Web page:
The Periodic Table is based around the Atomic Theory. Firstly people believed that everything was made up the four elements Earth, Fire, Wind, and Water. This theory evolved into everything being made up of atoms. Breakthroughs throughout history such as the discoveries of the nucleus, protons, neutrons and electrons have pushed this theory forward to where it is today.
There we many theories on what atoms where and what they looked like. There have been many theories in the past. The theories started with “All matter was made of tiny, solid unbreakable particles.” And eventually ended with “An atom consists of neutrons and protons in the nucleus, with electrons surrounding it”.
In back in the times of Ancient Greece in the year of 460 B.C., Democritus & Leucippus proposed that everything in the world was made up of atoms. He also proposed that atoms were indestructible, there were an infinite number of them and between them there is empty space. Democritus formed views on the atomic structure, such as its shapes and connectivity. Democritus also claimed that atoms were of different sizes, but was unsure of the weight of atoms. Democritus’ discovery of the atom is the basis of elements, which is the basis of the periodic table. Without the discovery of the atom, the periodic table would never exist.
The understanding that matter was composed of atoms was changed with the discovery of smaller particles than the atoms, which are protons, neutrons, and electrons. But during the 1960’s, the multitude of particles being discovered was making the understanding that matter is composed of protons, neutrons, and electrons, insufficient. Murray Ge...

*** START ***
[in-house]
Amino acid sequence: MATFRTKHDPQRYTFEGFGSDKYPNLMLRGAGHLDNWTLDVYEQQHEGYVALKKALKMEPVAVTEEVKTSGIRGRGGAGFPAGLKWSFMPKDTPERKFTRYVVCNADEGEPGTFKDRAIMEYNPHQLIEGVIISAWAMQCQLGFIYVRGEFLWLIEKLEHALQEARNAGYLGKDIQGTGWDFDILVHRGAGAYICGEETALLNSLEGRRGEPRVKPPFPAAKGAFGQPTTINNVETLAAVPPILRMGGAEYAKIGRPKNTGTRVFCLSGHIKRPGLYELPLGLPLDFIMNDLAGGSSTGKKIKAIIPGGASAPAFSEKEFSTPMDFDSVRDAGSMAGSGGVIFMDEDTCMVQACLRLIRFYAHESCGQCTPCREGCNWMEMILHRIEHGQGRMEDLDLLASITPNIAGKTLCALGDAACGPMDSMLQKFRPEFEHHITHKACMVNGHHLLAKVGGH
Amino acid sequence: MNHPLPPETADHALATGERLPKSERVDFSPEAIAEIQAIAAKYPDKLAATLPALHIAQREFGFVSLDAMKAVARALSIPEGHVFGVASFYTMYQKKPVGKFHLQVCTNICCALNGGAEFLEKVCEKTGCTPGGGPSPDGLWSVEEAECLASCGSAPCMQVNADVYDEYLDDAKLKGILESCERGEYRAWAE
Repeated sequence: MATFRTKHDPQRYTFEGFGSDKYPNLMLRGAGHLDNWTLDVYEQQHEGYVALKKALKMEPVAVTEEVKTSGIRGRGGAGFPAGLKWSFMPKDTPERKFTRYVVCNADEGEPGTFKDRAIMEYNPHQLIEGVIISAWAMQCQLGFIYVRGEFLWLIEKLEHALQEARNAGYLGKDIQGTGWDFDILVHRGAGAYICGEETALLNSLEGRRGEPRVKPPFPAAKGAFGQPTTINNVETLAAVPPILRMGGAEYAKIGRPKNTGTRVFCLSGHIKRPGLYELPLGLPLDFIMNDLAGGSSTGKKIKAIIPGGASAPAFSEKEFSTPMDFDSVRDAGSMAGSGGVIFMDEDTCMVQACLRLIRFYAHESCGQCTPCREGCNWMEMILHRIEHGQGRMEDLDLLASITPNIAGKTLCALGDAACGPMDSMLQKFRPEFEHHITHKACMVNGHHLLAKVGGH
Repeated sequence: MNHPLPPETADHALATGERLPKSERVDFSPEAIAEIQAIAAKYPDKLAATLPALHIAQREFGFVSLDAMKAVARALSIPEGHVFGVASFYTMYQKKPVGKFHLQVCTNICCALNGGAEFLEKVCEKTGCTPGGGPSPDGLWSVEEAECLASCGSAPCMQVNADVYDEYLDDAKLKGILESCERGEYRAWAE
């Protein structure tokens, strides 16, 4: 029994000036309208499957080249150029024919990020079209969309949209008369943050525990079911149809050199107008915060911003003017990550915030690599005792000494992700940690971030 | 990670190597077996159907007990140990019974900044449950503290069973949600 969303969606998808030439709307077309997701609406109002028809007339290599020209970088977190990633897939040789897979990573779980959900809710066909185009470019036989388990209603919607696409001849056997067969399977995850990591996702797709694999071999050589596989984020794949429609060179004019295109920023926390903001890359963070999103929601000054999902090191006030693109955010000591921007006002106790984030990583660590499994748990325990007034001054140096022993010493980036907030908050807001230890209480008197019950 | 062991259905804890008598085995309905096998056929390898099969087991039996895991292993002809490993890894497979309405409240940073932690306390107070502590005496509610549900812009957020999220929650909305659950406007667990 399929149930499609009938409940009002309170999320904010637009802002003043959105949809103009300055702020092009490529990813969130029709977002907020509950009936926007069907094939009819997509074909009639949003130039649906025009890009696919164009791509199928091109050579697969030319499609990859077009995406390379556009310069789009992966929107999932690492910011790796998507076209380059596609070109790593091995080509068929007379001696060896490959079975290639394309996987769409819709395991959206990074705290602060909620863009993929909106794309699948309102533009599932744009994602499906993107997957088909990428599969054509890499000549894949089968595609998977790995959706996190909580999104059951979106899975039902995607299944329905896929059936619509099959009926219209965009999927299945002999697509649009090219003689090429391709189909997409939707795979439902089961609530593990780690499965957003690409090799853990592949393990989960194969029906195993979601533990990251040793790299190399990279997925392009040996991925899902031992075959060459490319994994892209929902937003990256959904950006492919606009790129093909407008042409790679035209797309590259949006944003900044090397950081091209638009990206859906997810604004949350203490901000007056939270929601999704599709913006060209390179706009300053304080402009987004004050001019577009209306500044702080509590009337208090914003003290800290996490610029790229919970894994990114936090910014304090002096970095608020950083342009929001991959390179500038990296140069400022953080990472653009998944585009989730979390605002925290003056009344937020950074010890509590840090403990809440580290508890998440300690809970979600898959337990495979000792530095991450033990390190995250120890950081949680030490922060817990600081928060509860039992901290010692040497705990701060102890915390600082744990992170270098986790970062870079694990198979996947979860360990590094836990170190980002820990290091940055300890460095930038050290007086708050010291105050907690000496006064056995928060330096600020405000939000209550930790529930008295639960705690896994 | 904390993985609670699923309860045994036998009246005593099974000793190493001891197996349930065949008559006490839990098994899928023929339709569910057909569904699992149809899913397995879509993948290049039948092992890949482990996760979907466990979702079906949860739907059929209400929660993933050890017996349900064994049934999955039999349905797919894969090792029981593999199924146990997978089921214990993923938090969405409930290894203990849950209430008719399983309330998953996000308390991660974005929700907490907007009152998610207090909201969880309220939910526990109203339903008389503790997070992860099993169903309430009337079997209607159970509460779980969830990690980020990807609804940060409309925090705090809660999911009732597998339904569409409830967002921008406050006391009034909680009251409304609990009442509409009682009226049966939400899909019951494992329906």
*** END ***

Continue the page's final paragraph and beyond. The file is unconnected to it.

Things are very different from each other, and can be broken down into small groups inside itself, which was then noticed early by people, and Greek thinkers, about 400BC. Which just happened to use words like "element', and `atom' to describe the many different parts and even the smallest parts of matter. These ideas were around for over 2000 years while ideas such as `Elements' of Earth, Fire, Air, and Water to explain `world stuff' came and went. Much later, Boyle, an experimenter like Galileo and Bacon, was influenced much by Democritus, Gassendi, and Descartes, which lent much important weight to the atomic theory of matter in the 1600s. Although it was Lavoisier who had divided the very few elements known in the 1700's into four different classes, and then John Dalton made atoms even more believable, telling everyone that the mass of an atom was it's most important property. Then in the early 1800's Dobereiner noted that the similar elements often had relative atomic masses, and DeChancourtois made a cylindrical table of elements to display the periodic reoccurrence of properties. Cannizaro then determined atomic weights for the 60 or so elements known in the 1860s, and then a table was arranged by Newlands, with the many elements given a serial number in order of their atomic weights, of course beginning with Hydrogen. That made it clear that "the eighth element, starting from a given one, is a kind of a repeat of the first", which Newlands called the Law of Octaves.